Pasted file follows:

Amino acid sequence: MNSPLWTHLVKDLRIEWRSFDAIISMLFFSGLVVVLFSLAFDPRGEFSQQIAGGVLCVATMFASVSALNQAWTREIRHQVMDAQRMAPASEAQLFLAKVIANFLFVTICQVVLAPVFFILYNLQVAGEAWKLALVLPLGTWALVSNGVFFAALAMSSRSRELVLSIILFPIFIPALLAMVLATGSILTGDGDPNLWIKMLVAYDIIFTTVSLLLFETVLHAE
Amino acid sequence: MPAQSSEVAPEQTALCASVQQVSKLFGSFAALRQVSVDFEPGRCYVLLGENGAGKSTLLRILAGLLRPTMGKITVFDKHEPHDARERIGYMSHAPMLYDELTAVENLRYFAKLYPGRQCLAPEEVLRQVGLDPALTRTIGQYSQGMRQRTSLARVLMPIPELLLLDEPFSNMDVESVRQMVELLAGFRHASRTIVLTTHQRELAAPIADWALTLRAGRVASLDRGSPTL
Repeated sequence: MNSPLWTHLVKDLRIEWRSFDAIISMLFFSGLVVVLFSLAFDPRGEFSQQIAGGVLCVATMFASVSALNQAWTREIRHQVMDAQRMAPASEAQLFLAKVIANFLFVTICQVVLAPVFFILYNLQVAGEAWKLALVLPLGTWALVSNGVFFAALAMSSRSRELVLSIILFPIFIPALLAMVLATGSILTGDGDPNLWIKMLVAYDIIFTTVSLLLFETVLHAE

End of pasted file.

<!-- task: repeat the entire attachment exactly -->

Amino acid sequence: MNSPLWTHLVKDLRIEWRSFDAIISMLFFSGLVVVLFSLAFDPRGEFSQQIAGGVLCVATMFASVSALNQAWTREIRHQVMDAQRMAPASEAQLFLAKVIANFLFVTICQVVLAPVFFILYNLQVAGEAWKLALVLPLGTWALVSNGVFFAALAMSSRSRELVLSIILFPIFIPALLAMVLATGSILTGDGDPNLWIKMLVAYDIIFTTVSLLLFETVLHAE
Amino acid sequence: MPAQSSEVAPEQTALCASVQQVSKLFGSFAALRQVSVDFEPGRCYVLLGENGAGKSTLLRILAGLLRPTMGKITVFDKHEPHDARERIGYMSHAPMLYDELTAVENLRYFAKLYPGRQCLAPEEVLRQVGLDPALTRTIGQYSQGMRQRTSLARVLMPIPELLLLDEPFSNMDVESVRQMVELLAGFRHASRTIVLTTHQRELAAPIADWALTLRAGRVASLDRGSPTL
Repeated sequence: MNSPLWTHLVKDLRIEWRSFDAIISMLFFSGLVVVLFSLAFDPRGEFSQQIAGGVLCVATMFASVSALNQAWTREIRHQVMDAQRMAPASEAQLFLAKVIANFLFVTICQVVLAPVFFILYNLQVAGEAWKLALVLPLGTWALVSNGVFFAALAMSSRSRELVLSIILFPIFIPALLAMVLATGSILTGDGDPNLWIKMLVAYDIIFTTVSLLLFETVLHAE